What last year’s venue bookings tell us about UK conference and meetings recovery

What last year’s venue bookings tell us about UK conference and meetings recovery

Conference and meetings activity is not likely to bounce-back to 2019 levels until next year or beyond, says UKCAMS report. Mike Fletcher looks at the data.

Around 440,000 conferences and meetings took place throughout the UK during 2021, generating an estimated £4.9 billion of direct revenue for venues and destinations, according to the latest annual edition of the UK Conference and Meeting Survey (UKCAMS).

The report, sponsored by VisitBritain and with support from VenueDirectory.com, surveyed more than 200 conference centres, hotels and other types of event venues.

Participating venues reported an estimated 28.4 million delegates, accounting for around 42.7 million delegate days across 124 conferences and meetings per venue in 2021. The average event size was 65 delegates (compared to 57 delegates in 2020 and 69 delegates in 2019).

The total number of events staged last year was up 44% on activity which managed to take place during 2020. However, it was still down 69% on the number of conferences and meetings staged in 2019, which had generated around £17.6 billion of direct expenditure.

During 2021, the corporate sector was responsible for 63% of all staged activity. Public sector and government events formed 21% of the market, while associations accounted for 16%. Just under a third of all the events last year (31%) were organised by event agencies or PCOs.

In 2019, UK venues each staged around 405 events, with 41% of activity organised by agencies or PCOs. Over the ten years leading up to 2019, individual UK venues staged an annual average of 384 events.

By May 2021, the majority of UK venues were coming out of lockdown but with restrictions on larger events through to mid-July.

Business events were permitted without restrictions in the second half of the year, but the Omicron variant surge impacted at the end of 2021 and effectively shut down the conference and meetings sector again in December.

Perhaps unsurprisingly, therefore, the levels of product investment by venues remained below pre-Covid levels, with over a third of venues (35%) not investing anything in 2021 – no doubt a result of cash flow pressures and trading uncertainties.

Just under half of the UK venue respondents (45%) said they now expect their conference and meetings business to recover to 2019 levels by 2023, with a third anticipating it would be more in the medium term (2024-25). Only 14% anticipated a full recovery this year.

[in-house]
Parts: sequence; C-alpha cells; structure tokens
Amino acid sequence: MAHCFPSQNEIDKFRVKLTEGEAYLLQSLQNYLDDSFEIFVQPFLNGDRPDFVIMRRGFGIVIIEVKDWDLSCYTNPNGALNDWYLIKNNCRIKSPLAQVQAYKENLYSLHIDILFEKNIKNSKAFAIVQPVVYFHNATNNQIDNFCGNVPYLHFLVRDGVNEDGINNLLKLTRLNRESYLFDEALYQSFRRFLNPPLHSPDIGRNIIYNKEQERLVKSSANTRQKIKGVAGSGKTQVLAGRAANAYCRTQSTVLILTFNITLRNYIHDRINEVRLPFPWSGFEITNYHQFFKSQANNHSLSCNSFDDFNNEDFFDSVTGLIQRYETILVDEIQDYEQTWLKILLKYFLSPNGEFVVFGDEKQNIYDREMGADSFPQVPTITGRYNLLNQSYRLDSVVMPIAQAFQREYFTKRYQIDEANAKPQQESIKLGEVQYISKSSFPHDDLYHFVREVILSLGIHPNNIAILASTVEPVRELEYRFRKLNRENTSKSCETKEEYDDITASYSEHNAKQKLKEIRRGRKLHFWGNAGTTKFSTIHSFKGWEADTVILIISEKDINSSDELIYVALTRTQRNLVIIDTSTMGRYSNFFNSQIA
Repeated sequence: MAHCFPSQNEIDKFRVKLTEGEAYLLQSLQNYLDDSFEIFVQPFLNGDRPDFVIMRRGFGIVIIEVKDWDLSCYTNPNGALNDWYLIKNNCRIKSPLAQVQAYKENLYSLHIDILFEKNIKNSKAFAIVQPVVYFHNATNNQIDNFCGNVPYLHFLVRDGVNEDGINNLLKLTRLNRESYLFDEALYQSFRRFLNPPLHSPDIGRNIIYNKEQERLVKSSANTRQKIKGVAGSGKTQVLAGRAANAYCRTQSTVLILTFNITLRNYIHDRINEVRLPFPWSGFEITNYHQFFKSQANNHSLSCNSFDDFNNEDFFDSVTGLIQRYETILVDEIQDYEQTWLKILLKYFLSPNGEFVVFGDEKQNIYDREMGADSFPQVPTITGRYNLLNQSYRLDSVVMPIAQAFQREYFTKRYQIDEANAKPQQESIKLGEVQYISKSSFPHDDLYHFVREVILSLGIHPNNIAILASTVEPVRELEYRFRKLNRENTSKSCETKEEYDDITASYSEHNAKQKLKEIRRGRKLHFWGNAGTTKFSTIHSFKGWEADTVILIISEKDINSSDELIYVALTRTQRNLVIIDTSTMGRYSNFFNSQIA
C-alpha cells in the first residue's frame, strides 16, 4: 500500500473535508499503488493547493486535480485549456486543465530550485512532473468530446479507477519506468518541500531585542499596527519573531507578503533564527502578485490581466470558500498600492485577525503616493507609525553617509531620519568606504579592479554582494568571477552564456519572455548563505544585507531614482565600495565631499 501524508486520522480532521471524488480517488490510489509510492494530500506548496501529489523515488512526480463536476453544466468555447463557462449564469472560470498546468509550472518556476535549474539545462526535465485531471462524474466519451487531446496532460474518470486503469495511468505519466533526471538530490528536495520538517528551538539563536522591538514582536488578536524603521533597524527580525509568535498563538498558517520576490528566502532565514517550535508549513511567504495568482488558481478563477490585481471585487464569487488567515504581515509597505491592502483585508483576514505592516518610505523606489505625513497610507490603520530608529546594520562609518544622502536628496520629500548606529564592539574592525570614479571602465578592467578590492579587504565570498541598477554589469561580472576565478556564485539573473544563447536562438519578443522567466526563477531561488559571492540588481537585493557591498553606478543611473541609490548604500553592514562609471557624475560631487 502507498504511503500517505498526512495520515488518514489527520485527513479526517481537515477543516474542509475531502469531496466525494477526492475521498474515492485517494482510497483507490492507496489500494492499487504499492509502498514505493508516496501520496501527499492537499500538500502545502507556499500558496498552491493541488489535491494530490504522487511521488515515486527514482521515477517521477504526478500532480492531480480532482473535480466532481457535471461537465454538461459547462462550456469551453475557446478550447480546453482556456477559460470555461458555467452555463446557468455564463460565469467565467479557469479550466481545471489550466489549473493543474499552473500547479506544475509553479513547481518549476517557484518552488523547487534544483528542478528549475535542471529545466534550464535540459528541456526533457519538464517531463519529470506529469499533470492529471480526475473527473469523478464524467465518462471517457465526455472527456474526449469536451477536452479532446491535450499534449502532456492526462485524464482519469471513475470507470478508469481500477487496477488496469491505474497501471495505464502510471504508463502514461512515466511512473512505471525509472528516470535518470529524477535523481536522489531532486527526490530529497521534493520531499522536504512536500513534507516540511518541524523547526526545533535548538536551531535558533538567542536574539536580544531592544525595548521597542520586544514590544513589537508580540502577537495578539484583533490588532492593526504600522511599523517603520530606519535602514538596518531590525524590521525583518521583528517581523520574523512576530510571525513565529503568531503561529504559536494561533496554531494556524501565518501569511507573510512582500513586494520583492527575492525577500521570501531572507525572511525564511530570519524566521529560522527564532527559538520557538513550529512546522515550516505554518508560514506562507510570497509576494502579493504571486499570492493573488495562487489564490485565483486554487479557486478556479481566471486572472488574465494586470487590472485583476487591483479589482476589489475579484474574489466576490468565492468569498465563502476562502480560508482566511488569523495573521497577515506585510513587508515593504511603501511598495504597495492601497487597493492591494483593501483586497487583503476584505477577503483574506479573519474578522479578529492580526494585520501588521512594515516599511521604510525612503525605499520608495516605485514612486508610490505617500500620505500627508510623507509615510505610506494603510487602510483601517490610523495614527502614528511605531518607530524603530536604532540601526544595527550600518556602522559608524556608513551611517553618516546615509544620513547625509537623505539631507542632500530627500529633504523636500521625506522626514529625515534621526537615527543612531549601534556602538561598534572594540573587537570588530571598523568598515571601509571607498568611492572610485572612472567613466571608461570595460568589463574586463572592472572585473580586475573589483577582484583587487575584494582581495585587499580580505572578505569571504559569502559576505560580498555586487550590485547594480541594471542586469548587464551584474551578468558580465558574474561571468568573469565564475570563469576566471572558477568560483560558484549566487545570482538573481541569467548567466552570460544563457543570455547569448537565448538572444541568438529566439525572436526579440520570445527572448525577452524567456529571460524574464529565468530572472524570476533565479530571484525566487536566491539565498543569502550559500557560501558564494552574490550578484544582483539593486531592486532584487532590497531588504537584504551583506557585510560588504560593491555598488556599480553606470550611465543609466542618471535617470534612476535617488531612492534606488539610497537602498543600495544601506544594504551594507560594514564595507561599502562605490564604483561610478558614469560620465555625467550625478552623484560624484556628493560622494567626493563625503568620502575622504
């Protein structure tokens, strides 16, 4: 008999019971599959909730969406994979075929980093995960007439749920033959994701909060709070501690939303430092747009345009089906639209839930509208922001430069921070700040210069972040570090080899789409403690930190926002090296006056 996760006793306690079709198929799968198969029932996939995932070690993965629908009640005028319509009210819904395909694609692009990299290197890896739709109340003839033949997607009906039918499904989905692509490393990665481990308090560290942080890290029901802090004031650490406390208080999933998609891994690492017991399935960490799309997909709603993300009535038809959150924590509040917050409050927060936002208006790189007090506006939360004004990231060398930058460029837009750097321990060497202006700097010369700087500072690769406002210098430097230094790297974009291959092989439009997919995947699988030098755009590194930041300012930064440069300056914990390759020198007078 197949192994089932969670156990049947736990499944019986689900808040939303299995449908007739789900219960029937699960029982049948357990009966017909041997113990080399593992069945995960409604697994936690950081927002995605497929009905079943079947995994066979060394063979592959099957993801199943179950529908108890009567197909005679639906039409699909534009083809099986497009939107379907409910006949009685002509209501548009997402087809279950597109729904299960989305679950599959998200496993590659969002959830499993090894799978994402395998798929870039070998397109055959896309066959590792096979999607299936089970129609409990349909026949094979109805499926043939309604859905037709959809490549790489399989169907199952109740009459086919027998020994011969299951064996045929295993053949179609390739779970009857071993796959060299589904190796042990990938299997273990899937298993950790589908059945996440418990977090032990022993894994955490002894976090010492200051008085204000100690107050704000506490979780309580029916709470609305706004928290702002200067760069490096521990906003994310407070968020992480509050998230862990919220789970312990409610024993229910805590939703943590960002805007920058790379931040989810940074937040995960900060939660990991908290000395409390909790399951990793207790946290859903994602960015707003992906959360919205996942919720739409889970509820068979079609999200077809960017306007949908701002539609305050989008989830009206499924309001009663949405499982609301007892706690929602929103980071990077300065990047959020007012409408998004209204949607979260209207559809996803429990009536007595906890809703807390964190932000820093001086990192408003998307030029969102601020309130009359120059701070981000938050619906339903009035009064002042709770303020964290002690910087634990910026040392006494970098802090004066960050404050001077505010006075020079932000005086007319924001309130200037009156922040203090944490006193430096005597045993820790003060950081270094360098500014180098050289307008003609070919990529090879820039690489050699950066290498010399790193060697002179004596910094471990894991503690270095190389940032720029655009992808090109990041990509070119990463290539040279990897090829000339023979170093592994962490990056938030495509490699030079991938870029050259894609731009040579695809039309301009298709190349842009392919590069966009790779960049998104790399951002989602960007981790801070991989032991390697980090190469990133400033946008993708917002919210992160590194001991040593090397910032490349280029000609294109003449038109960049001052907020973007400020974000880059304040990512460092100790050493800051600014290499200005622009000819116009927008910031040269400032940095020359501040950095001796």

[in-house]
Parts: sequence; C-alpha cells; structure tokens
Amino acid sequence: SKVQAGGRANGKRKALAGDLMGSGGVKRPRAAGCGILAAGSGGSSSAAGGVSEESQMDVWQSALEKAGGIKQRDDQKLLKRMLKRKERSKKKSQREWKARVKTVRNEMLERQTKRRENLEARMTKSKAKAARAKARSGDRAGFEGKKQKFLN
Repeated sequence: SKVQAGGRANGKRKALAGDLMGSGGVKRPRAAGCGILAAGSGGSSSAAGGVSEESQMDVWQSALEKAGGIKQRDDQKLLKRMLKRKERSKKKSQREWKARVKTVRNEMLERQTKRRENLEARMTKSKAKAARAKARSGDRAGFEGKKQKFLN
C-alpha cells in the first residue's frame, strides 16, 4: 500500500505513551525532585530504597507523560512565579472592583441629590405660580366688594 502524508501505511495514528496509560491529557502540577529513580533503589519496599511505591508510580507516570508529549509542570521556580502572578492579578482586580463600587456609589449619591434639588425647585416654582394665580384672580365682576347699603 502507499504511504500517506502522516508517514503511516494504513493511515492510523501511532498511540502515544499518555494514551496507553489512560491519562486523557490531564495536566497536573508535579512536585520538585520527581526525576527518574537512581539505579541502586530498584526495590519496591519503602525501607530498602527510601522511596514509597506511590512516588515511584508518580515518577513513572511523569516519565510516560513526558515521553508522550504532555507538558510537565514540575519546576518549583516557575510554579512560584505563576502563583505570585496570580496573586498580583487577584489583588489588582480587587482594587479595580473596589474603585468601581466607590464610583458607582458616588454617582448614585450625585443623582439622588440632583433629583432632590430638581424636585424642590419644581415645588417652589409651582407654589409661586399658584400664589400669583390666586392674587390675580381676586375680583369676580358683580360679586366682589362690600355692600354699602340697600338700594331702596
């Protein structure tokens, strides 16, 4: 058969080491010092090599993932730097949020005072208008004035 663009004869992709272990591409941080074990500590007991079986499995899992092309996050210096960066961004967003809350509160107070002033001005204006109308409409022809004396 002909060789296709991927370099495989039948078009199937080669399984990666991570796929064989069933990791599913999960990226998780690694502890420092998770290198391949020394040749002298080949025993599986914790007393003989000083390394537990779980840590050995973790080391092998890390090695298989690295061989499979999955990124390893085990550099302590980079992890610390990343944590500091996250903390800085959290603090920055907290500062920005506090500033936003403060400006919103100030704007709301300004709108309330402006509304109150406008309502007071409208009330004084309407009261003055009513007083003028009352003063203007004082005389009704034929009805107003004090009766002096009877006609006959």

The education and academic sector was seen by participating venues as the most important in potentially generating future conferences and meetings. Finance, Commerce and Business was considered the second most important sector for enquiry leads.

Moreover, UK venues also reported that 25% of their future enquiries had asked for hybrid format capabilities. For 2021, venues reported that 21% of all activity was staged for both in-person and online audiences.

With the demand for in-house technology to support hybrid formats evidently rising, venues will need to prioritise funding in this area once investment returns.

Meanwhile, ‘location and access’ plus ‘value for money’ was cited by venues as likely to be the most important factors for organisers in the future.

A venue’s sustainability credentials, socially responsible and ethical venue operations, plus ‘flexibility of meetings spaces’ were also seen as important factors.

Tony Rogers, on behalf of the UKCAMS research team, says: “The UKCAMS research has consistently demonstrated the scale and importance of the conference and meetings industry to the national economy. The 2022 UKCAMS research programme provides some grounds for optimism that the sector may have begun the process of recovery from the ravages of Covid-19. Future UKCAMS research will monitor the progress the sector is making towards a full recovery.”

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Mike has been writing about the meetings and events industry for over 20 years as a former editor at Haymarket Media Group, and then as a freelance writer and editor. He currently runs his own content agency, Slippy Media, catering for a wide-range of client requirements, including social strategy, long-form, event photography, event videography, reports, blogs and ghost-written material.

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